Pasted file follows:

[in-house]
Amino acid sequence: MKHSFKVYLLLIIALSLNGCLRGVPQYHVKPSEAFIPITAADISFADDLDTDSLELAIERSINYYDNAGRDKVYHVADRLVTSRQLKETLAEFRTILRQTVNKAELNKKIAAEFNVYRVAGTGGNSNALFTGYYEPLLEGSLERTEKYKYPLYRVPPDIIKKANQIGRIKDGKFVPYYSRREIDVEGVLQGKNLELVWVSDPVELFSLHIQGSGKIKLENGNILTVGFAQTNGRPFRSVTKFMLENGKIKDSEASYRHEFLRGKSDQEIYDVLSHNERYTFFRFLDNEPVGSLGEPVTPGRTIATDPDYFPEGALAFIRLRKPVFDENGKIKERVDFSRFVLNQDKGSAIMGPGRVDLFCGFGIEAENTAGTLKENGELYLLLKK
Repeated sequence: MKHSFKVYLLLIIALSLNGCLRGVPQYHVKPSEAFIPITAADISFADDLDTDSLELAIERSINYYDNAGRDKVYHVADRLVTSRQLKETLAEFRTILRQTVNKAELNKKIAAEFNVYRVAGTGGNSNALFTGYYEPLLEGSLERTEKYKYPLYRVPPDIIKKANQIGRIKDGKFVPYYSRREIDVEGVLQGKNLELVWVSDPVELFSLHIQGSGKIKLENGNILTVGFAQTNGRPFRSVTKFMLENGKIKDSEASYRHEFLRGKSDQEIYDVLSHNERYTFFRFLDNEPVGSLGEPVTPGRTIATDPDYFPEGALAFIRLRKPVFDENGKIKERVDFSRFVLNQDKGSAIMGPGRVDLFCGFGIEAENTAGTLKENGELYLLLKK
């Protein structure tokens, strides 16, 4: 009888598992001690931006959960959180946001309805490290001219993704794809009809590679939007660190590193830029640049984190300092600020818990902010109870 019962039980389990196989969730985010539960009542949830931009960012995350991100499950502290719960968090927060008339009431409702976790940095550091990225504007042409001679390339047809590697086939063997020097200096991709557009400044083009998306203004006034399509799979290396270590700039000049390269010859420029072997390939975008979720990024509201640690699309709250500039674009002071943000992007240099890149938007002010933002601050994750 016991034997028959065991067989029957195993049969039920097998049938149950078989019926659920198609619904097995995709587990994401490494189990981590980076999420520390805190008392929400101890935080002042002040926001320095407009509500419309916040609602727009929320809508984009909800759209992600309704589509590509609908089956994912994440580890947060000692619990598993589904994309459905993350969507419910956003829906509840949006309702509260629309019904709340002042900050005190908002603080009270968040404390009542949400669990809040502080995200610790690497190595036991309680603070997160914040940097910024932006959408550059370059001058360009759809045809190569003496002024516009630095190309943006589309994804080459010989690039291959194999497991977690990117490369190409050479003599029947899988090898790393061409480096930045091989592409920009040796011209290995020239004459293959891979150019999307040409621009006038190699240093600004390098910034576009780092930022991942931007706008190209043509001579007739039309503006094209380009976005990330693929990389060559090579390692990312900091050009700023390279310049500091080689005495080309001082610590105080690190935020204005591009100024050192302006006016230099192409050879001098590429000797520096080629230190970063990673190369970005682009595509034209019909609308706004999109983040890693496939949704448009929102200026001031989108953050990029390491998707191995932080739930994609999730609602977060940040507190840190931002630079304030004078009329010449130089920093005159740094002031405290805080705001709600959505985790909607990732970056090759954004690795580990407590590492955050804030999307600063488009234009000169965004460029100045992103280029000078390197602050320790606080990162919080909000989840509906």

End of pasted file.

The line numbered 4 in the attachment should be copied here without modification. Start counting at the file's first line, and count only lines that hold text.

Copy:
């Protein structure tokens, strides 16, 4: 009888598992001690931006959960959180946001309805490290001219993704794809009809590679939007660190590193830029640049984190300092600020818990902010109870 019962039980389990196989969730985010539960009542949830931009960012995350991100499950502290719960968090927060008339009431409702976790940095550091990225504007042409001679390339047809590697086939063997020097200096991709557009400044083009998306203004006034399509799979290396270590700039000049390269010859420029072997390939975008979720990024509201640690699309709250500039674009002071943000992007240099890149938007002010933002601050994750 016991034997028959065991067989029957195993049969039920097998049938149950078989019926659920198609619904097995995709587990994401490494189990981590980076999420520390805190008392929400101890935080002042002040926001320095407009509500419309916040609602727009929320809508984009909800759209992600309704589509590509609908089956994912994440580890947060000692619990598993589904994309459905993350969507419910956003829906509840949006309702509260629309019904709340002042900050005190908002603080009270968040404390009542949400669990809040502080995200610790690497190595036991309680603070997160914040940097910024932006959408550059370059001058360009759809045809190569003496002024516009630095190309943006589309994804080459010989690039291959194999497991977690990117490369190409050479003599029947899988090898790393061409480096930045091989592409920009040796011209290995020239004459293959891979150019999307040409621009006038190699240093600004390098910034576009780092930022991942931007706008190209043509001579007739039309503006094209380009976005990330693929990389060559090579390692990312900091050009700023390279310049500091080689005495080309001082610590105080690190935020204005591009100024050192302006006016230099192409050879001098590429000797520096080629230190970063990673190369970005682009595509034209019909609308706004999109983040890693496939949704448009929102200026001031989108953050990029390491998707191995932080739930994609999730609602977060940040507190840190931002630079304030004078009329010449130089920093005159740094002031405290805080705001709600959505985790909607990732970056090759954004690795580990407590590492955050804030999307600063488009234009000169965004460029100045992103280029000078390197602050320790606080990162919080909000989840509906």